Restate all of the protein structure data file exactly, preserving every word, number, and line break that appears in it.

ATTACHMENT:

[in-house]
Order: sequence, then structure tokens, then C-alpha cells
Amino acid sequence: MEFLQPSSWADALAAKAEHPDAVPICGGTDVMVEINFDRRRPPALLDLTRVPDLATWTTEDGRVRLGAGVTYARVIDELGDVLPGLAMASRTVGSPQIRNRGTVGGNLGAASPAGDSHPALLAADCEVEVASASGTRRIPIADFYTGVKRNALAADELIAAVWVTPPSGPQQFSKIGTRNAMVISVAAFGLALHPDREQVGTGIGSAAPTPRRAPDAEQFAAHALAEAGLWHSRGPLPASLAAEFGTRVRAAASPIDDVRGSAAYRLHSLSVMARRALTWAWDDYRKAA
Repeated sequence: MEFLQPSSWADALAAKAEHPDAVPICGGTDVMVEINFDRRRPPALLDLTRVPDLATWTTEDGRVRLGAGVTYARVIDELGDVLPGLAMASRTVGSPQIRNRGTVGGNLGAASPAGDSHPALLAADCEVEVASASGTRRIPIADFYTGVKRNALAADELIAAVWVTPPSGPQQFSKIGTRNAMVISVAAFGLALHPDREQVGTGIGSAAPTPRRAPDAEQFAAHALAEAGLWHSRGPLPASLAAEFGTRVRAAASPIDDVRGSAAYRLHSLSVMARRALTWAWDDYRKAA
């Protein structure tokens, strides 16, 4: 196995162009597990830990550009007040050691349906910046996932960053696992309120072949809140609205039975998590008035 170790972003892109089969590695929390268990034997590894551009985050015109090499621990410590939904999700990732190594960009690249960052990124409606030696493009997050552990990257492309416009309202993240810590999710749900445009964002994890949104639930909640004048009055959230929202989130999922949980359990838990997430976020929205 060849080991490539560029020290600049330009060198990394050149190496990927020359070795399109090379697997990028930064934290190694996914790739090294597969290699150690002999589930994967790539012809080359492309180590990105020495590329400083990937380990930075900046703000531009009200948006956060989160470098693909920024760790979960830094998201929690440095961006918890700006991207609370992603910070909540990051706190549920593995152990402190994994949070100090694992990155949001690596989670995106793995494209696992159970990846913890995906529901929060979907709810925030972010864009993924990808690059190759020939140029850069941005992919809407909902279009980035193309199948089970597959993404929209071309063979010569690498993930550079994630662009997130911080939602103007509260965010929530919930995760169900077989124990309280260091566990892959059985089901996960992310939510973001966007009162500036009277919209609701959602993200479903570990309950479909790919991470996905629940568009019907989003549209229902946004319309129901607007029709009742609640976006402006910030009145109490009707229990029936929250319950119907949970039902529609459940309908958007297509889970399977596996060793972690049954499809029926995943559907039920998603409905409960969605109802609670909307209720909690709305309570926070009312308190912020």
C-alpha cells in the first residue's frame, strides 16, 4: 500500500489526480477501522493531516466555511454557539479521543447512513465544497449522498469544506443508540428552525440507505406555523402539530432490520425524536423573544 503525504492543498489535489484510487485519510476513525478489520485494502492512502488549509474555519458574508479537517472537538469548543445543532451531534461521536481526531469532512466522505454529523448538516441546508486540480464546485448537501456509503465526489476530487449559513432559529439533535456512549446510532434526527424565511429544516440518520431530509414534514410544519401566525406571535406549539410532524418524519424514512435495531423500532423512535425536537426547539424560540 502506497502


[in-house]
Order: sequence, then structure tokens, then C-alpha cells
Amino acid sequence: MEFLQPSSWADALAAKAEHPDAVPICGGTDVMVEINFDRRRPPALLDLTRVPDLATWTTEDGRVRLGAGVTYARVIDELGDVLPGLAMASRTVGSPQIRNRGTVGGNLGAASPAGDSHPALLAADCEVEVASASGTRRIPIADFYTGVKRNALAADELIAAVWVTPPSGPQQFSKIGTRNAMVISVAAFGLALHPDREQVGTGIGSAAPTPRRAPDAEQFAAHALAEAGLWHSRGPLPASLAAEFGTRVRAAASPIDDVRGSAAYRLHSLSVMARRALTWAWDDYRKAA
Repeated sequence: MEFLQPSSWADALAAKAEHPDAVPICGGTDVMVEINFDRRRPPALLDLTRVPDLATWTTEDGRVRLGAGVTYARVIDELGDVLPGLAMASRTVGSPQIRNRGTVGGNLGAASPAGDSHPALLAADCEVEVASASGTRRIPIADFYTGVKRNALAADELIAAVWVTPPSGPQQFSKIGTRNAMVISVAAFGLALHPDREQVGTGIGSAAPTPRRAPDAEQFAAHALAEAGLWHSRGPLPASLAAEFGTRVRAAASPIDDVRGSAAYRLHSLSVMARRALTWAWDDYRKAA
């Protein structure tokens, strides 16, 4: 196995162009597990830990550009007040050691349906910046996932960053696992309120072949809140609205039975998590008035 170790972003892109089969590695929390268990034997590894551009985050015109090499621990410590939904999700990732190594960009690249960052990124409606030696493009997050552990990257492309416009309202993240810590999710749900445009964002994890949104639930909640004048009055959230929202989130999922949980359990838990997430976020929205 060849080991490539560029020290600049330009060198990394050149190496990927020359070795399109090379697997990028930064934290190694996914790739090294597969290699150690002999589930994967790539012809080359492309180590990105020495590329400083990937380990930075900046703000531009009200948006956060989160470098693909920024760790979960830094998201929690440095961006918890700006991207609370992603910070909540990051706190549920593995152990402190994994949070100090694992990155949001690596989670995106793995494209696992159970990846913890995906529901929060979907709810925030972010864009993924990808690059190759020939140029850069941005992919809407909902279009980035193309199948089970597959993404929209071309063979010569690498993930550079994630662009997130911080939602103007509260965010929530919930995760169900077989124990309280260091566990892959059985089901996960992310939510973001966007009162500036009277919209609701959602993200479903570990309950479909790919991470996905629940568009019907989003549209229902946004319309129901607007029709009742609640976006402006910030009145109490009707229990029936929250319950119907949970039902529609459940309908958007297509889970399977596996060793972690049954499809029926995943559907039920998603409905409960969605109802609670909307209720909690709305309570926070009312308190912020």
C-alpha cells in the first residue's frame, strides 16, 4: 500500500489526480477501522493531516466555511454557539479521543447512513465544497449522498469544506443508540428552525440507505406555523402539530432490520425524536423573544 503525504492543498489535489484510487485519510476513525478489520485494502492512502488549509474555519458574508479537517472537538469548543445543532451531534461521536481526531469532512466522505454529523448538516441546508486540480464546485448537501456509503465526489476530487449559513432559529439533535456512549446510532434526527424565511429544516440518520431530509414534514410544519401566525406571535406549539410532524418524519424514512435495531423500532423512535425536537426547539424560540 502506497502